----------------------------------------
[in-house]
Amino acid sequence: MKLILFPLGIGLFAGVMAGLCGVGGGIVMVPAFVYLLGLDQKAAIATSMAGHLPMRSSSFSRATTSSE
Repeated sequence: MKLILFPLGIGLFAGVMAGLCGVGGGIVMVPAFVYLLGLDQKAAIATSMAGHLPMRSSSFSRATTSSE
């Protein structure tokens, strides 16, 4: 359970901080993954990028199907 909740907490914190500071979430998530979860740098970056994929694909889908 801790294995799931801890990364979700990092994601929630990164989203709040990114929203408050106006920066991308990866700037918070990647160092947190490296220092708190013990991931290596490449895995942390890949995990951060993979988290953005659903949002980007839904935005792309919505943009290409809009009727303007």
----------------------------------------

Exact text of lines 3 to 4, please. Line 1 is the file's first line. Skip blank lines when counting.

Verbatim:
Repeated sequence: MKLILFPLGIGLFAGVMAGLCGVGGGIVMVPAFVYLLGLDQKAAIATSMAGHLPMRSSSFSRATTSSE
């Protein structure tokens, strides 16, 4: 359970901080993954990028199907 909740907490914190500071979430998530979860740098970056994929694909889908 801790294995799931801890990364979700990092994601929630990164989203709040990114929203408050106006920066991308990866700037918070990647160092947190490296220092708190013990991931290596490449895995942390890949995990951060993979988290953005659903949002980007839904935005792309919505943009290409809009009727303007």